Chinese Space Pioneer Achieves Orbit With Liquid Propellant Rocket

Space Pioneer is targeting the first launch of Tianlong-3 in 2024 and plans to ramp up to 12 launches per year from 2025.

Chinese Space Pioneer Achieves Orbit With Liquid Propellant Rocket

The first Chinese private launch company, Space Pioneer, has successfully launched a rocket using liquid propellant into orbit. A small remote sensing experiment satellite was launched into orbit by the Tianlong-2 (“Sky Dragon-2”) at 4:48 a.m. Eastern on April 2 from a transport erector launcher at the Jiuquan Satellite Launch Center.

The Ai Taikong Kexue (“love space science”) satellite was located by the U.S. Space Force in a 478 by 496-kilometre sun-synchronous orbit with a 97.4-degree inclination. Hunan Hangsheng Satellite Technology Co., Ltd. created the satellite.

With this launch, Space Pioneer—officially known as Beijing Tianbing Technology Co., Ltd.—becomes the first private company to launch into orbit. The three-stage Tianlong-2 has a payload capacity of 1,500 kilogrammes for a 500-kilometre-altitude sun-synchronous orbit and 2,000 kilogrammes for low Earth orbit (LEO) (SSO).

According to Space Pioneer, the rocket used coal-derived kerosene rather than fuel refined from oil. The coal-derived kerosene has recently been approved for use in launches by the China Aerospace Science and Technology Corporation (CASC), China’s state-owned primary space contractor.

The successful liquid propellant rocket launch represents a significant turning point in the growth of China’s commercial space sector, which began in late 2014 with a change in government policy. More than 20 launches of independently and commercially developed rockets are possible in 2023.

The introduction of new commercial launchers could help China participate in national projects like the Tiangong space station and the deployment of a national broadband megaconstellation while also increasing its launch capacity and flexibility.

Before launch of liquid propellant rocket, Tianlong-2 is believed to have used YF-102 gas generator engines with an 85 tonne thrust that CASC developed using 3D printing. The liquid propulsion academy at CASC verified this on April 3. The three YF-102 first stages were arranged in a triangle.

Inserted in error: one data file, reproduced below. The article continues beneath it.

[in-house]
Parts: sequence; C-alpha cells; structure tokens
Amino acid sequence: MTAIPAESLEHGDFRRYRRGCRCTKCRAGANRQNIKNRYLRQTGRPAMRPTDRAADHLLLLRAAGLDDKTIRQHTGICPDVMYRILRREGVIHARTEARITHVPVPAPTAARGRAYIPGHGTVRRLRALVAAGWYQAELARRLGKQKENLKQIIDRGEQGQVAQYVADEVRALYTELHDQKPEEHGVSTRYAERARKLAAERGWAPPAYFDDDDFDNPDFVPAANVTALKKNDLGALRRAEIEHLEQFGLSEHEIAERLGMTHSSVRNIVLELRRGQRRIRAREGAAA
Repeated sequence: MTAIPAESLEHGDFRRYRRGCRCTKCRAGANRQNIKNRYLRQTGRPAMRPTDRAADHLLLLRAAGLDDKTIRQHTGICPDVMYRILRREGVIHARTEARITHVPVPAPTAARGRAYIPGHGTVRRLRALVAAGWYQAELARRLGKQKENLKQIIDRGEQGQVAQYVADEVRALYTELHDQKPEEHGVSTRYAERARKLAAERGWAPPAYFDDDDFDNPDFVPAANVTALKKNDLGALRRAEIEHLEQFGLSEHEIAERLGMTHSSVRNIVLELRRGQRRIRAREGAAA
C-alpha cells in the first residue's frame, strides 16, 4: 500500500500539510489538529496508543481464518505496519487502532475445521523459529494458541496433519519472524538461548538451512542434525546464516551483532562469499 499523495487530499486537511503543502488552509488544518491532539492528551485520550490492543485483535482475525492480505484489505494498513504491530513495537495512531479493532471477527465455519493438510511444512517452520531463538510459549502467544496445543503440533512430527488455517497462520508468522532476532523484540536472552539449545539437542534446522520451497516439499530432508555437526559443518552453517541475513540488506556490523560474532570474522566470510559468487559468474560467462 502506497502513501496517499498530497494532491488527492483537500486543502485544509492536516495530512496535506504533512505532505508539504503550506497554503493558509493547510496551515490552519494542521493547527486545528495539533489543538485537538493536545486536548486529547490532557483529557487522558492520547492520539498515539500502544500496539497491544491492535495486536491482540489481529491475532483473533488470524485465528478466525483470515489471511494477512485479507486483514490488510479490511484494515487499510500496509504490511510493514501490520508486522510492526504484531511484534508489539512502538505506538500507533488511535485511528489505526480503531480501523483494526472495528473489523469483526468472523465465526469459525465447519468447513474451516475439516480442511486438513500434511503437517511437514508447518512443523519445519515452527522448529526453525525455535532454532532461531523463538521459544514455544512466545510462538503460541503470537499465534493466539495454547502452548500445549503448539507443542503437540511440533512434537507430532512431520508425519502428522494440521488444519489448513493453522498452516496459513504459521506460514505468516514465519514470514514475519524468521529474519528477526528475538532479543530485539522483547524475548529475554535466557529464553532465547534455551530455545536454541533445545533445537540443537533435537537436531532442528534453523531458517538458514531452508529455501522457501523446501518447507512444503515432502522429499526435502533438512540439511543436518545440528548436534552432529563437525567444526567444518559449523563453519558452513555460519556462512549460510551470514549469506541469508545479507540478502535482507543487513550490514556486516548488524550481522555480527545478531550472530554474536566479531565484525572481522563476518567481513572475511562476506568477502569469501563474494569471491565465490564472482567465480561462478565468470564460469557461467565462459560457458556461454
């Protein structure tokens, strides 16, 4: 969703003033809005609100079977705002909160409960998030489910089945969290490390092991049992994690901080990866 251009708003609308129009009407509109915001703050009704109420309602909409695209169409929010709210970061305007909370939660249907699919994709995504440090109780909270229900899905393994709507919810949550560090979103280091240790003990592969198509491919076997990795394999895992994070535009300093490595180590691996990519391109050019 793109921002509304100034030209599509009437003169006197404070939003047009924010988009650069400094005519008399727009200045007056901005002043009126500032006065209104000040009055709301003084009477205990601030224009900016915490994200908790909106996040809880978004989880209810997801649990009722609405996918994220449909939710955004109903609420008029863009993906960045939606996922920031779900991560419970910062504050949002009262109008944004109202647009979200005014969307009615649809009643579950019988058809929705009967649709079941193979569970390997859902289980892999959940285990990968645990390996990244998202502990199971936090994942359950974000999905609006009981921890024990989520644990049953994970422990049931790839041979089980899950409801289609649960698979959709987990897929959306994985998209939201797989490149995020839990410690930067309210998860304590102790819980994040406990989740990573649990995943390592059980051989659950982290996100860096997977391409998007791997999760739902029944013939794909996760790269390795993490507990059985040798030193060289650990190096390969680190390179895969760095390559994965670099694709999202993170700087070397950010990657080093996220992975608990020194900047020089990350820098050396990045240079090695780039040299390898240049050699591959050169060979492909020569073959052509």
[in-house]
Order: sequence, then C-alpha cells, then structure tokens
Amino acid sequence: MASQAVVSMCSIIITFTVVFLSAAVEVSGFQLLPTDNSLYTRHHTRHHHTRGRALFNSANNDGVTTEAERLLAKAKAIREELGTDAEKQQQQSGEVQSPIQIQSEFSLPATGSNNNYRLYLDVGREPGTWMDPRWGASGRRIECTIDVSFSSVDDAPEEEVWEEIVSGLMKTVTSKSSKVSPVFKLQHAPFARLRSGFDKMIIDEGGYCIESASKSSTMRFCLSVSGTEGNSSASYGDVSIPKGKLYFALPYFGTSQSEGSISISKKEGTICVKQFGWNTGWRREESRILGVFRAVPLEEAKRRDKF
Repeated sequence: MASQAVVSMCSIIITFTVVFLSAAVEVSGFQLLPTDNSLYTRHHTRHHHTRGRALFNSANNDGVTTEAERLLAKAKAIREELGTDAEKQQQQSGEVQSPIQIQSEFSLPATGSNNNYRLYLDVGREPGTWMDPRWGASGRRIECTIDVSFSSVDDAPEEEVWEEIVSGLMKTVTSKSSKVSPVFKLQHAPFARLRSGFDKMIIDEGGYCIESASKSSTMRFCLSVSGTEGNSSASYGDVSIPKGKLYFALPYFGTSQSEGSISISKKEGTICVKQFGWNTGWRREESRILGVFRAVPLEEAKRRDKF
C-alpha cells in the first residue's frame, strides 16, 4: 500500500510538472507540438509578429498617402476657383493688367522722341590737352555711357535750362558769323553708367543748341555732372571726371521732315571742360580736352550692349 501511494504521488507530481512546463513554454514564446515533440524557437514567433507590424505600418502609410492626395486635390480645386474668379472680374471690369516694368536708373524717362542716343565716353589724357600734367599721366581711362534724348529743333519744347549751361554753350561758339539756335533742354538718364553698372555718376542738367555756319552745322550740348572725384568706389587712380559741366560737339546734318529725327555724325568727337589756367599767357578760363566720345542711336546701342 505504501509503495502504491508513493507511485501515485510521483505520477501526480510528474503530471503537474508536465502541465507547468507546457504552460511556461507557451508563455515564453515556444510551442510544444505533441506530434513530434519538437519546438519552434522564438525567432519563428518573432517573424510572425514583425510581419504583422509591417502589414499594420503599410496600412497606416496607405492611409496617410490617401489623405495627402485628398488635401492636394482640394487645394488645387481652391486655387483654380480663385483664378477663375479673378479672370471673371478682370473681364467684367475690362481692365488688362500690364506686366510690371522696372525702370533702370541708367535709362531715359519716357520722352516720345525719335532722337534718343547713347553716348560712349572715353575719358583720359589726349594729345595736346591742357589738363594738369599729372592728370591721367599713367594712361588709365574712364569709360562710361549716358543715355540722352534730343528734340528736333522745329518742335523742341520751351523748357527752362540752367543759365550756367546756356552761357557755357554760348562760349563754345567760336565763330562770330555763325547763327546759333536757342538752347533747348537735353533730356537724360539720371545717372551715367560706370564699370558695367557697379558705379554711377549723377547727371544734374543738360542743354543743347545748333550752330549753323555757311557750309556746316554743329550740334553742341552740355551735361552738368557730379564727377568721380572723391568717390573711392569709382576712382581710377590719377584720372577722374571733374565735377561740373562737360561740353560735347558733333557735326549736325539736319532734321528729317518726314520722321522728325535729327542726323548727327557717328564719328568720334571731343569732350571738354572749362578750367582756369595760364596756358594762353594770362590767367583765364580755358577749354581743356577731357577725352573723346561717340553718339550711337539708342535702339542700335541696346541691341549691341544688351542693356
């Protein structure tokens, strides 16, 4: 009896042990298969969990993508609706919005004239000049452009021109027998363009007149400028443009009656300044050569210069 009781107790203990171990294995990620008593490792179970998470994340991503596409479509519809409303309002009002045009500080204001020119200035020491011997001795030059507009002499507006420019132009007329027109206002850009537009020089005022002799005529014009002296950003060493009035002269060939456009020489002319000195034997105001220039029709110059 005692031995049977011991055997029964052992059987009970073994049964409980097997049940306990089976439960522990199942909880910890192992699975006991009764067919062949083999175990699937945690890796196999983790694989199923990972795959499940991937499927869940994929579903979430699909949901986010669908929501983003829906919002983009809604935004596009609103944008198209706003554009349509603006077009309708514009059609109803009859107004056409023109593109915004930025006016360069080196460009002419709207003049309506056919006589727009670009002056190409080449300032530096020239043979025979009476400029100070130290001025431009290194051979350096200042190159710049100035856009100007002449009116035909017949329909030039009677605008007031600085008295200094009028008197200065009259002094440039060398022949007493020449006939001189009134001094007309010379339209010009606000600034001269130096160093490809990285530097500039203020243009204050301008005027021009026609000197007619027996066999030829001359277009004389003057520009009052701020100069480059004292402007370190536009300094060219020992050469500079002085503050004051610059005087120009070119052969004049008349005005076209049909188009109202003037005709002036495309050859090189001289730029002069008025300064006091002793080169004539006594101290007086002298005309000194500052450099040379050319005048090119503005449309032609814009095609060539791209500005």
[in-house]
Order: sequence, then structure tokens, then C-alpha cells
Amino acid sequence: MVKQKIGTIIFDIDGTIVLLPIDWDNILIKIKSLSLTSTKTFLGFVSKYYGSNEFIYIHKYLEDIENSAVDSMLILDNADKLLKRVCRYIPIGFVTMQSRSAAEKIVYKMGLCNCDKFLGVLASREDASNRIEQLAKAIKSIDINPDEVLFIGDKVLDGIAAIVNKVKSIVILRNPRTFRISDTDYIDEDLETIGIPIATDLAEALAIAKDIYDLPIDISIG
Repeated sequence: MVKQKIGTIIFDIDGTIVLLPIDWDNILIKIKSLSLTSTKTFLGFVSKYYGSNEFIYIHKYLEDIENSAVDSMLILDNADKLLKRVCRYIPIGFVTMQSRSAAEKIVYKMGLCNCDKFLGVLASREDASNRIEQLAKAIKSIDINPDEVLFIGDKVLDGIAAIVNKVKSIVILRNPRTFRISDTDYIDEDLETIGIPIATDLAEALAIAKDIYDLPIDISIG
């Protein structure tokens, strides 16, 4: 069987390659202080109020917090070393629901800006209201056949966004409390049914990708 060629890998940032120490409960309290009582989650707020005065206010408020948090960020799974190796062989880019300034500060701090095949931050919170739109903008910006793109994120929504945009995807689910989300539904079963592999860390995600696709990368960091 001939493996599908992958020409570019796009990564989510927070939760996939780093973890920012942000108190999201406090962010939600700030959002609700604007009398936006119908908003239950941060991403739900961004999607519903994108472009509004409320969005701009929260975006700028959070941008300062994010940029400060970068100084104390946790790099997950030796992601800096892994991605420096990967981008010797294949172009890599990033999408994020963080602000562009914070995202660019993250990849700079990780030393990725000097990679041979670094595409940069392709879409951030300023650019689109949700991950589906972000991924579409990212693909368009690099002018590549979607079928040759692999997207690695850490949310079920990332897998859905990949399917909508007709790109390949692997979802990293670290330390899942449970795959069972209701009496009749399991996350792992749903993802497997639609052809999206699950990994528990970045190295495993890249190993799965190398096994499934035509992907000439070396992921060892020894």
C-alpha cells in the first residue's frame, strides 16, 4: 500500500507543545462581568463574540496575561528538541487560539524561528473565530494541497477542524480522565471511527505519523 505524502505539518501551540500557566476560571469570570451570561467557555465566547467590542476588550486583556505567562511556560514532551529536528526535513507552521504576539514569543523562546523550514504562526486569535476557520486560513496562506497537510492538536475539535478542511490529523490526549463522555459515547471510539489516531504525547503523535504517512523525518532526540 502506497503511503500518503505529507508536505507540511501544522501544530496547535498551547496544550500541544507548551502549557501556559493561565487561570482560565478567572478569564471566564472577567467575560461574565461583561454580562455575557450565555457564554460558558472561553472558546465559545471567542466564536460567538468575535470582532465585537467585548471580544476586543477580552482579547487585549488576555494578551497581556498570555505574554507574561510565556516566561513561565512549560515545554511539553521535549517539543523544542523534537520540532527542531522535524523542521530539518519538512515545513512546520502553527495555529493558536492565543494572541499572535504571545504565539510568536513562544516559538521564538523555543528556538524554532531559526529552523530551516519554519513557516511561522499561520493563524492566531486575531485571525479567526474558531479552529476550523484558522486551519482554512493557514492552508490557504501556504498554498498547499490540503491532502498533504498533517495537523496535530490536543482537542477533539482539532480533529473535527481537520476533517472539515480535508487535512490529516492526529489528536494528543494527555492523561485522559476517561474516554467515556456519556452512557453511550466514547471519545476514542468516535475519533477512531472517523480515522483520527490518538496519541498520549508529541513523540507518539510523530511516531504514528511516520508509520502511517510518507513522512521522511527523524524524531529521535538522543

Tianlong-2 shares the 3.35-meter diameter of many Long March series rockets from CASC. In a press release, the company thanked CASC and its sibling defence giant, CASIC, as well as the State Administration of Science, Technology, and Industry for National Defense (SASTIND), the government agency in charge of the space industry.

Announcing the recent “B+” and “Pre-C” strategic funding rounds on February 15, Space Pioneer. Since its founding in 2018, the company claims to have raised nearly 3 billion yuan ($438 million) in funding. The state is connected to a number of investors.

Major investors include Zhejiang University Lianchuang, CCB International, the China Construction Bank Corporation, CITIC Construction, the engineering and construction division of the Chinese state-owned CITIC Group, and the China International Capital Corporation (CICC), a partially state-owned investment vehicle.

The Yangtze River city of Zhangjiagang in Jiangsu province has also sponsored and invested in the company. The city is home to Space Pioneer’s rocket manufacturing facilities, and the Tianlong-2 launch also used the “Zhangjiagang” launch code.

The two most recent rounds of funding will be used to develop the larger Tianlong-3 launcher and its rocket engines, build the necessary launch facilities, and hire new personnel. The staged-combustion kerolox engines are being developed by Space Pioneer, the company claims. The Tianlong-3 rocket will have two stages and a reusable first stage.

According to a press release from Space Pioneer, the rocket can launch up to 60 satellites per launch and has a 15-ton payload capacity for China’s Guowang LEO communications megaconstellation. According to current understanding, the project’s primary launcher is CASC’s Long March 5B.

Space Pioneer is targeting the first launch of Tianlong-3 in 2024 and plans to ramp up to 12 launches per year from 2025. It initially started out developing engines burning green monopropellant, but changed directions and scrapped the development of the Tianlong-1 rocket.

Rocket startups including iSpace, Galactic Energy, OneSpace, and Landspace have attempted light-lift, solid rocket launches, with iSpace and Galactic Energy proving successful with at least one launch.

All Chinese commercial firms are developing liquid propellant rockets designed for eventual reusability, with Landspace, Orienspace, and Rocket Pi competing in this arena. Landspace recently completed the final assembly of its second Zhuque-2 methane-LOX rocket, which will seek to improve on the first launch in December.

Spinoffs from giant state-owned enterprises such as CASC (China Rocket), CASIC (Expace), and the Chinese Academy of Sciences (CAS Space) have also succeeded with solid orbital launches.

Space Pioneer and another recently emerging company, Orienspace, are moving directly towards medium-lift and heavier classes of launchers, while earlier-established Chinese commercial firms looked to first develop lighter solid and liquid propellant launchers.

While China has more recently indicated that private firms can participate in launching both the national “satellite internet” project and sending cargo to the Tiangong space station, these trends seem to reflect early entrants initially looking to launch small satellites for private customers, the apparent market.